Alice Oswald

Falling Awake by Alice Oswald

Griffin Poetry Prize 2017
International Winner

Book: Falling Awake

Poet: Alice Oswald

Publisher: Jonathan Cape/W.W. Norton & Company

Click here to read and listen to an excerpt.

Alice Oswald

Biography

Alice Oswald lives in Devon and is married with three children. Her collections include Dart, which won the 2002 T.S. Eliot Prize, Woods etc. (Geoffrey Faber Memorial Prize), A Sleepwalk on the Severn (Hawthornden Prize), Weeds and Wildflowers (Ted Hughes Award) and, most recently, Memorial, which won the 2013 Warwick Prize for Writing. ‘Dunt’, included in this collection, was awarded the Forward Prize for Best Single Poem.

Judges’ Citation

“Alice Oswald’s Falling Awake presents as a dark text to (re)turn (in)to, its language of ‘… maybe the last green places[…]’ striking bright inscriptions that may have been ‘falling for a long time.’ How fortunate we are to tread the paths of myth and that which presupposes it, and us: line, image, lilt. Quite within other declarations, Oswald exalts with great nimbleness: ‘I notice the lark has a needle / pulled through its throat.’ In these poems, enclosed at times within the old enchantments of Eurydice, Orpheus and Tithonus, one wonders about the problem of being bound to place, to anything at all. And then, the problem, too, becomes a source of wonder – albeit tempered by the concise splendour of a mind that moves quickly within the confines of night and day. Falling Awake permits the reader to breach lyric time as the poet explicates the fixed architecture as it flickers by, ‘trying over and over its broken line / trying over and over its broken line.'”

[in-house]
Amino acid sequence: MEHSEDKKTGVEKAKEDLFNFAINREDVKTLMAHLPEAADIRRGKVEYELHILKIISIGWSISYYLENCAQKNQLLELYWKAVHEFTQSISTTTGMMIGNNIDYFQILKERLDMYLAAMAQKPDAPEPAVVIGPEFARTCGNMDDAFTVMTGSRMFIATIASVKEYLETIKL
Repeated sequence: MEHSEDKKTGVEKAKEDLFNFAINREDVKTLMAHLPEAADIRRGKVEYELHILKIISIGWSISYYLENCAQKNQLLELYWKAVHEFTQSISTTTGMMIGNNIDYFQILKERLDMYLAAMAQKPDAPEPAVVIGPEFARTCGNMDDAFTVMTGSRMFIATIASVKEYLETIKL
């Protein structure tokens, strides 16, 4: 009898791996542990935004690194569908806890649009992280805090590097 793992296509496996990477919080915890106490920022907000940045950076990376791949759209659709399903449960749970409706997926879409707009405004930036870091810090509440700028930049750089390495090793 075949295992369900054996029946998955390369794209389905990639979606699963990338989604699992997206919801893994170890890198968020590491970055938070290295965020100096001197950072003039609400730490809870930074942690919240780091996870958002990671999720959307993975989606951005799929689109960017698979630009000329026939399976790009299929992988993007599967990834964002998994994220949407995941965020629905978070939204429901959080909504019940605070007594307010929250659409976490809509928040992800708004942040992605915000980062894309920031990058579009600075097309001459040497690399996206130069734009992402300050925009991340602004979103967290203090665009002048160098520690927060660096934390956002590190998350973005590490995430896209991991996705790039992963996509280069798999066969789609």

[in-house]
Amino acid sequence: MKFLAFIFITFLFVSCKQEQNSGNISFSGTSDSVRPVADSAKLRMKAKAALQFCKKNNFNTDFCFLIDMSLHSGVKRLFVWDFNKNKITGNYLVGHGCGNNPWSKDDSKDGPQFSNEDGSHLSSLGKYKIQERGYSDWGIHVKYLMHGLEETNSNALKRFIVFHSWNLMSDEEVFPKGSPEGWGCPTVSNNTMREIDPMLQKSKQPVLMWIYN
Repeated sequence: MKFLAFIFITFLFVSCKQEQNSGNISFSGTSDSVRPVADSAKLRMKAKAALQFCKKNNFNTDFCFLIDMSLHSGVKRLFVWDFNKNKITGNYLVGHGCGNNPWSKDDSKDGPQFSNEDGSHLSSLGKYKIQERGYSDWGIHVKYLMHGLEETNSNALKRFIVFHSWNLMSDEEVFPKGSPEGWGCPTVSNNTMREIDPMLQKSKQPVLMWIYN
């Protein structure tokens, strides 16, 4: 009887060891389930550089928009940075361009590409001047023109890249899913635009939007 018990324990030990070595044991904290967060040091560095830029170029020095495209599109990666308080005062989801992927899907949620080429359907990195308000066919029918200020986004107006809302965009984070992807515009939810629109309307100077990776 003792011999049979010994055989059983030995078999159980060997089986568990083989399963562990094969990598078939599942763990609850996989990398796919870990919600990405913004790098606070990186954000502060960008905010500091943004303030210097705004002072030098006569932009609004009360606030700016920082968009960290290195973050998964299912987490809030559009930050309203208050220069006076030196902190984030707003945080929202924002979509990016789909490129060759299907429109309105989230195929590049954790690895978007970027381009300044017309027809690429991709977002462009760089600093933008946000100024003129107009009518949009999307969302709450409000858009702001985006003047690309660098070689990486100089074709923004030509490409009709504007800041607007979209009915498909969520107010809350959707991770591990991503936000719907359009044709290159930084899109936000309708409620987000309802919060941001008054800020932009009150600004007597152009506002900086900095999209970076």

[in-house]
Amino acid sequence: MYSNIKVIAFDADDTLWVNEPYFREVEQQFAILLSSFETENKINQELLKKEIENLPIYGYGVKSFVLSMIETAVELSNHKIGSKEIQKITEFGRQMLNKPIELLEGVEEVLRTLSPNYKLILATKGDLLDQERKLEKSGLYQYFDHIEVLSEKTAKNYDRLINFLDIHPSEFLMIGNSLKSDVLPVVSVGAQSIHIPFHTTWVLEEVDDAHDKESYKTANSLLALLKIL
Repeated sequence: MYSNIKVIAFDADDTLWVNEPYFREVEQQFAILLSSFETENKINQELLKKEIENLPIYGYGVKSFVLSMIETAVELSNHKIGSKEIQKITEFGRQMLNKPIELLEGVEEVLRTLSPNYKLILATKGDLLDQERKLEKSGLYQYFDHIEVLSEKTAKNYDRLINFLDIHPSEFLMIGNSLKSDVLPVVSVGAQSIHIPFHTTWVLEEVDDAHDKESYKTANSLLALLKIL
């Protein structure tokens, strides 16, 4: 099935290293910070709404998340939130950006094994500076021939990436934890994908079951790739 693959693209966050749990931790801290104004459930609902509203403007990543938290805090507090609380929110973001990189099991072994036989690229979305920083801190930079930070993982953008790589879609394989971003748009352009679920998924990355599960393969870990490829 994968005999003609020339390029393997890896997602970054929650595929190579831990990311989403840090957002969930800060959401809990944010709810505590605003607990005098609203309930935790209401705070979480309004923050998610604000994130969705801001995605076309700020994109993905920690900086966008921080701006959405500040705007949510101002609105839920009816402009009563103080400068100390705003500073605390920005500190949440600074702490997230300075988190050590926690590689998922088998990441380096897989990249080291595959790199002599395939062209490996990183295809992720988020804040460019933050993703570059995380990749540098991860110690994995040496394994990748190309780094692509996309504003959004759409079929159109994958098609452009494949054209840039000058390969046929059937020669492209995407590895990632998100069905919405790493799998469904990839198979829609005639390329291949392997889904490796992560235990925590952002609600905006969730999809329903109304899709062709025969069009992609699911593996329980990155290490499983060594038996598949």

Summary

Alice Oswald’s poems are always vivid and distinct, alert and deeply, physically engaged in the natural world. Mutability – a sense that all matter is unstable in the face of mortality – is at the heart of this new collection and each poem is involved in that drama: the held tension that is embodied life, and life’s losing struggle with the gravity of nature. Working as before with an ear to the oral tradition, these poems attend to the organic shapes and sounds and momentum of language as it’s spoken, as well as how it’s thought: fresh, fluid and propulsive, but also fragmentary, repetitive. These are poems that are written to be read aloud.

Note: Summaries are taken from promotional materials supplied by the publisher, unless otherwise noted.

Alice Oswald reads A Short Story of Falling

A Short Story of Falling

It is the story of the falling rain
to turn into a leaf and fall again

it is the secret of a summer shower
to steal the light and hide it in a flower

and every flower a tiny tributary
that from the ground flows green and momentary

is one of water’s wishes and this tale
hangs in a seed-head smaller than my thumbnail

if only I a passerby could pass
as clear as water through a plume of grass

to find the sunlight hidden at the tip
turning to seed a kind of lifting rain drip

then I might know like water how to balance
the weight of hope against the light of patience

water which is so raw so earthy-strong
and lurks in cast-iron tanks and leaks along

drawn under gravity towards my tongue
to cool and fill the pipe-work of this song

which is the story of the falling rain
that rises to the light and falls again

From Falling Awake by Alice Oswald
Copyright © Alice Oswald 2016

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Photo credit: Kate Mount